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Investor Ups Stake in Redbox Parent, Seeks Possible Breakup of Company

7 Oct, 2013 By: Erik Gruenwedel, Chris Tribbey

Jana Partners could force changes at Outerwall that include selling streaming service Redbox Instant by Verizon

The largest investor of Outerwall — parent to Redbox — Oct. 4 disclosed in a regulatory filing that it had upped its stake to 13.5% and would seek a meeting with management to discuss selling off some of the company’s assets — including possibly subscription video-on-demand service Redbox Instant by Verizon.

Outerwall, with more than $1.6 billion in market valuation, has sought to diversify its portfolio as investors increasingly frown upon a company whose two core assets — Redbox and Coinstar — are considered to be in mature (non-growth) markets.

Redbox didn’t help its cause when Outerwall in September said margins at the kiosk vendor would fall below expectations in the second half of the year as consumers rent movies for fewer days, among other issues.

Bloomberg — citing a source familiar with the situation — reported that Jana will push Outerwall to sell the Coinstar coin trading business and Redbox Instant, the nascent SVOD service (with a disc-rental component) that thus far has gained little traction among consumers or made much of a dent in industry leaders Netflix, Amazon Prime and Hulu Plus.

In addition to Redbox Instant, Outerwall is investing in electronic recycling and coffee vending, among other initiatives.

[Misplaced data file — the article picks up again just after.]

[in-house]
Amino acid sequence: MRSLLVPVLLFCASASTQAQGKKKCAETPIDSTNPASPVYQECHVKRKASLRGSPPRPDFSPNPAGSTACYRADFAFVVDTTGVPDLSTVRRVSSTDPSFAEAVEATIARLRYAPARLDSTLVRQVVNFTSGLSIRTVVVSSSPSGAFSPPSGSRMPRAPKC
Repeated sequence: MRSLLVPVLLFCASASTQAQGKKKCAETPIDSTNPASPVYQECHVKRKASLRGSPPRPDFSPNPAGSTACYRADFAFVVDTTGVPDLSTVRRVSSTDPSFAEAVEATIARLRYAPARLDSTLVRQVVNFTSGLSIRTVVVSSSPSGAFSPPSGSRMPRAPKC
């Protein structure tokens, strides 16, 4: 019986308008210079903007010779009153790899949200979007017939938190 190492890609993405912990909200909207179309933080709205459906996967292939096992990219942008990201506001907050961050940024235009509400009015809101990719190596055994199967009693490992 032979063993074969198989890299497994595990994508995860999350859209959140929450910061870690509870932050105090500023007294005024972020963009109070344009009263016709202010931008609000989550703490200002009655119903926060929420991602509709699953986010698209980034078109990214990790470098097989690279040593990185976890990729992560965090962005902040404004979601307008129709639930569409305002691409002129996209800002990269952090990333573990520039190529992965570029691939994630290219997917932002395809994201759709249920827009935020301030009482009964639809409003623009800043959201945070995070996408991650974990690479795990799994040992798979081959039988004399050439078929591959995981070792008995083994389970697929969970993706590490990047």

“We have been skeptical about many of Outerwall's new ventures for some time, and have questioned the length of time it has taken the company to bring even the promising initiatives to market,” Wedbush Securities analyst Michael Pachter wrote in a Oct. 7 note. “While we believe that the company's coffee and ecoATM ventures have some potential, we have been uniformly skeptical about its other initiatives, and many of our clients have shared our skepticism.”

Pachter believes Jana Partners will be joined by several other shareholders, and together they will succeed in convincing management to focus on cash generation.

Eric Wold, analyst with B. Riley & Co. in Los Angeles, said it would be a mistake to spin off (or shutter) Redbox Instant as there remain a number of meaningful synergies between it and the various Outerwall divisions, including strong relationships with various retailer partners (that would be harmed with having separate management teams) and the operating leverage involved with a unified field service organization and back-end software management network.

“While Redbox Instant only just launched publicly in March, it is expected to generate profits in the next year, and I believe it will be a positive contributor to kiosk traffic going forward (helping to leverage a relatively fixed cost structure),” Wold wrote in an email.

Wold, who is bullish on home entertainment, believes Outerwall’s biggest change opportunities revolve around new ventures such as coffee and electronic recycling — a division he said has been a disappointment and drain on management’s attention and company’s cash flow.

“I would not be surprised if that was shut down and the development of new ideas was completely outsourced,” Wold wrote.

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